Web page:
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Social transmission of reproductive behavior increases frequency of inherited disorders in a youngexpanding population

Edited by James V. Neel, University of Michigan Medical School, Ann Arbor, MI, and approved October 9, 1998 (received for review August 10, 1998)
Abstract
The observation of high frequencies of certain inherited disorders in the population of Saguenay–Lac Saint Jean can be explained in terms of the variance and the correlation of effective family size (EFS) from one generation to the next. We have shown this effect by using the branching process approach with real demographic data. When variance of EFS is included in the model, despite its profound effect on mutant allele frequency, any mutant introduced in the population never reaches the known carrier frequencies (between 0.035 and 0.05). It is only when the EFS correlation between generations is introduced into the model that we can explain the rise of the mutant alleles. This correlation is described by a c parameter that reflects the dependency of children’s EFS on their parents’ EFS. The c parameter can be considered to reflect social transmission of demographic behavior. We show that such social transmission dramatically reduces the effective population size. This could explain particular distributions in allele frequencies and unusually high frequency of certain inherited disorders in some human populations.
In this paper, we will show that a high variance of effective family size (EFS) cannot alone account for high frequencies of inherited disorders in certain human populations but that sociodemographic phenomena should be included in the mechanism leading to high frequencies of rare mutations. More specifically, we will focus on intergeneration correlation of effective family size.
By using a branching process and a coalescent approach, Thompson and Neel (1–3) studied the impact of family size on gene frequencies. Assuming a geometric distribution of a number of offspring per family, they showed that a single copy allele introduced in a rapidly expanding population can reach high frequencies over a short period of time.
Regarding the intergeneration correlation in family size, this phenomenon had already been brought up by Fisher (4). Huestis and Maxwell (5) gave a correlation of 0.12 for a population of the USA. Nei and Murata (6) indicated that the mother–daughter correlation of sibship size is in the range 0.1–0.2 in several human populations, leading to a rather strong reduction in the effective population size. Other studies (7) indicated that this correlation reflected mostly cultural phenomena and that there was no clear evidence of any genetic component in family size. From a genetic point of view, what matters is not family size but effective family size, i.e., the number of children that reproduce in the population per reproducing individual. None of these previous studies calculated correlation of EFS.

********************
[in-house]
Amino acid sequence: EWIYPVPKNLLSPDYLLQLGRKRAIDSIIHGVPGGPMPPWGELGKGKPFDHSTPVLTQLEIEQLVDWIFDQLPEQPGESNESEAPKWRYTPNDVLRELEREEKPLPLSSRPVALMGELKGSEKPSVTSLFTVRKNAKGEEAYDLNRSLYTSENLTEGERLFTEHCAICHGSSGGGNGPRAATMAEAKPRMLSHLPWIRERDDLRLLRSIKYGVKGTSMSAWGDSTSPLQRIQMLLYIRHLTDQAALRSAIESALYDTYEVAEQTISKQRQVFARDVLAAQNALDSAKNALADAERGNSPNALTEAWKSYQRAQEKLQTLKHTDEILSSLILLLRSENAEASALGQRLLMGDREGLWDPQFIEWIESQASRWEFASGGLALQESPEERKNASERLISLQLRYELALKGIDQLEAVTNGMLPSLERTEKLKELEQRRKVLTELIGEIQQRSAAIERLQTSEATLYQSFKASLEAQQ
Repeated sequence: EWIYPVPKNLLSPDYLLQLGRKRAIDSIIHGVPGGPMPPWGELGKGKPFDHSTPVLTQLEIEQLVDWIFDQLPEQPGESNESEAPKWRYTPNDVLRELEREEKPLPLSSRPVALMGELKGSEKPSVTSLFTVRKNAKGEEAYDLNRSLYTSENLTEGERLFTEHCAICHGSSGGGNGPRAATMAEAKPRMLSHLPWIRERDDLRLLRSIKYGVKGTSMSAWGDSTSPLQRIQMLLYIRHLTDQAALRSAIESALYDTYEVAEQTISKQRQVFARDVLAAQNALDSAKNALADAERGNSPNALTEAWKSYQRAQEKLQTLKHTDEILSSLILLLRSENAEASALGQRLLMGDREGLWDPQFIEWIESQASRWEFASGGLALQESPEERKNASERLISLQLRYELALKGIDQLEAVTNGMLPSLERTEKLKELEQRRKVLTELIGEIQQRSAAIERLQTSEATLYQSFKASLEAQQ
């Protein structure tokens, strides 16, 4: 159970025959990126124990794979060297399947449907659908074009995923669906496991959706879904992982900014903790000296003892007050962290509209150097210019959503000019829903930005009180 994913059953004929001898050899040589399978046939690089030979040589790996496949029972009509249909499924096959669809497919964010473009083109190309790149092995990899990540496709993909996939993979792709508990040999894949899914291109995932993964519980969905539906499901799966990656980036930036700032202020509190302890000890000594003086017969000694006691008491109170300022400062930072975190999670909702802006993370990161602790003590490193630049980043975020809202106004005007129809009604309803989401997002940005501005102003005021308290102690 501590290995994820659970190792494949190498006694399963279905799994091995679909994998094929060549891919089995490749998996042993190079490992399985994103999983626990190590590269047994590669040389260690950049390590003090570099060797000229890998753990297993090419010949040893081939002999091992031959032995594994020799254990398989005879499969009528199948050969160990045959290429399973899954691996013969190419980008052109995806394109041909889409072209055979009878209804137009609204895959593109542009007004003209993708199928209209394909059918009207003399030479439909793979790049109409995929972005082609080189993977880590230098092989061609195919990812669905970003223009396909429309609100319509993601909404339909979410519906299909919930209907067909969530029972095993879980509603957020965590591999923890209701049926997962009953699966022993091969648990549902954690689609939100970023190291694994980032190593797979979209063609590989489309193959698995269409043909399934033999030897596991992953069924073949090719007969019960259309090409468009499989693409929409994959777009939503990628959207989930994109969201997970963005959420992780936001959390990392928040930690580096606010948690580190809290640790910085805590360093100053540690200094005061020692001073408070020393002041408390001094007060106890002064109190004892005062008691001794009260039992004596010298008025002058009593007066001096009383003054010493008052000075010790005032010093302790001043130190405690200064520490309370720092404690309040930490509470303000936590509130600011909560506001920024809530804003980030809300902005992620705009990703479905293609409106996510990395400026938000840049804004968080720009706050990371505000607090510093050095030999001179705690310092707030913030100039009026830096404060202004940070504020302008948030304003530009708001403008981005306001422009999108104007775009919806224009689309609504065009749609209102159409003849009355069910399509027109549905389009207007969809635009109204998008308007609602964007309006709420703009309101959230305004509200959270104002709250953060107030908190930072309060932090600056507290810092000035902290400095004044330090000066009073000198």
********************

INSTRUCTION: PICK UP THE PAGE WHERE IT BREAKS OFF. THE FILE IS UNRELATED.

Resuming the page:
This correlation can be computed in the FrenchCanadian population of Quebec, and, therefore, this population provides a good framework for the study of the impact of such social transmission on the evolution of the gene pool. Founded in the 17th century by up to 5,000 immigrants, it remained almost isolated, and, after 1765, it grew rapidly to >5 million today. We focus our work on the Saguenay–Lac Saint Jean region (SLSJ), a region in northeastern Quebec where carriers of certain rare recessive inherited disorders can be found at frequency of almost 5%. From molecular data and genealogical analyses, it is likely that each mutant allele was introduced by no more than one individual in the population (8). The demographic history of the SLSJ population is well documented in a number of studies (9) of the Interuniversity Institute for Population Research. Strong variation in effective family size (10) and the correlation of the average effective family size from one generation to the next already have been documented (11).
By using a branching process method, we evaluate the impact of the variance and intergeneration correlations in the EFS on the fate of an allele introduced by a single founder in the population. We use a geometric distribution that fits, better than the classically used Poisson distribution (12, 13), the real distribution of EFS, and we include a factor c for the intergeneration correlation in EFS. The results of this model then are compared with the known allele frequencies of some inherited disorders in the population and to the results of previous genealogical analysis (14). Then, by using gene dropping along the known genealogical paths, we verify the validity of the model.